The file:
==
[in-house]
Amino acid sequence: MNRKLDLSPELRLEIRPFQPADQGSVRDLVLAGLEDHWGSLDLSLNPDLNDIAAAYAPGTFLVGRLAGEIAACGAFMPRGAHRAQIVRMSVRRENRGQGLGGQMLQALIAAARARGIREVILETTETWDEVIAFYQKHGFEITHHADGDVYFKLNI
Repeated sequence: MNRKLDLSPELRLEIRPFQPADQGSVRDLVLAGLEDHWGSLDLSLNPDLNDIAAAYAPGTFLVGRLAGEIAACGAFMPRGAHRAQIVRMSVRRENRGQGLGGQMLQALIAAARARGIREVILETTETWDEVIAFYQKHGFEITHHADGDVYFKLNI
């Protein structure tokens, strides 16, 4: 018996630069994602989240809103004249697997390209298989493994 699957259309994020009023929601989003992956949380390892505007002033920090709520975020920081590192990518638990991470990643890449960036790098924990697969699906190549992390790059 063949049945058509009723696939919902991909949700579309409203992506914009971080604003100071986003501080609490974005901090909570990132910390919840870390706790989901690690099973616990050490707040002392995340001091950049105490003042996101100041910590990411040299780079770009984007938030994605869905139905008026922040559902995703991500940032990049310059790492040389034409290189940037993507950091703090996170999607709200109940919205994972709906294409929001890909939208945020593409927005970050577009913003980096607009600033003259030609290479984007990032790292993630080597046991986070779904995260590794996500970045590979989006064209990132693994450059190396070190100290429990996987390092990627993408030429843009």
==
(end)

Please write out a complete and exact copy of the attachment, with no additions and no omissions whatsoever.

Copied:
[in-house]
Amino acid sequence: MNRKLDLSPELRLEIRPFQPADQGSVRDLVLAGLEDHWGSLDLSLNPDLNDIAAAYAPGTFLVGRLAGEIAACGAFMPRGAHRAQIVRMSVRRENRGQGLGGQMLQALIAAARARGIREVILETTETWDEVIAFYQKHGFEITHHADGDVYFKLNI
Repeated sequence: MNRKLDLSPELRLEIRPFQPADQGSVRDLVLAGLEDHWGSLDLSLNPDLNDIAAAYAPGTFLVGRLAGEIAACGAFMPRGAHRAQIVRMSVRRENRGQGLGGQMLQALIAAARARGIREVILETTETWDEVIAFYQKHGFEITHHADGDVYFKLNI
């Protein structure tokens, strides 16, 4: 018996630069994602989240809103004249697997390209298989493994 699957259309994020009023929601989003992956949380390892505007002033920090709520975020920081590192990518638990991470990643890449960036790098924990697969699906190549992390790059 063949049945058509009723696939919902991909949700579309409203992506914009971080604003100071986003501080609490974005901090909570990132910390919840870390706790989901690690099973616990050490707040002392995340001091950049105490003042996101100041910590990411040299780079770009984007938030994605869905139905008026922040559902995703991500940032990049310059790492040389034409290189940037993507950091703090996170999607709200109940919205994972709906294409929001890909939208945020593409927005970050577009913003980096607009600033003259030609290479984007990032790292993630080597046991986070779904995260590794996500970045590979989006064209990132693994450059190396070190100290429990996987390092990627993408030429843009």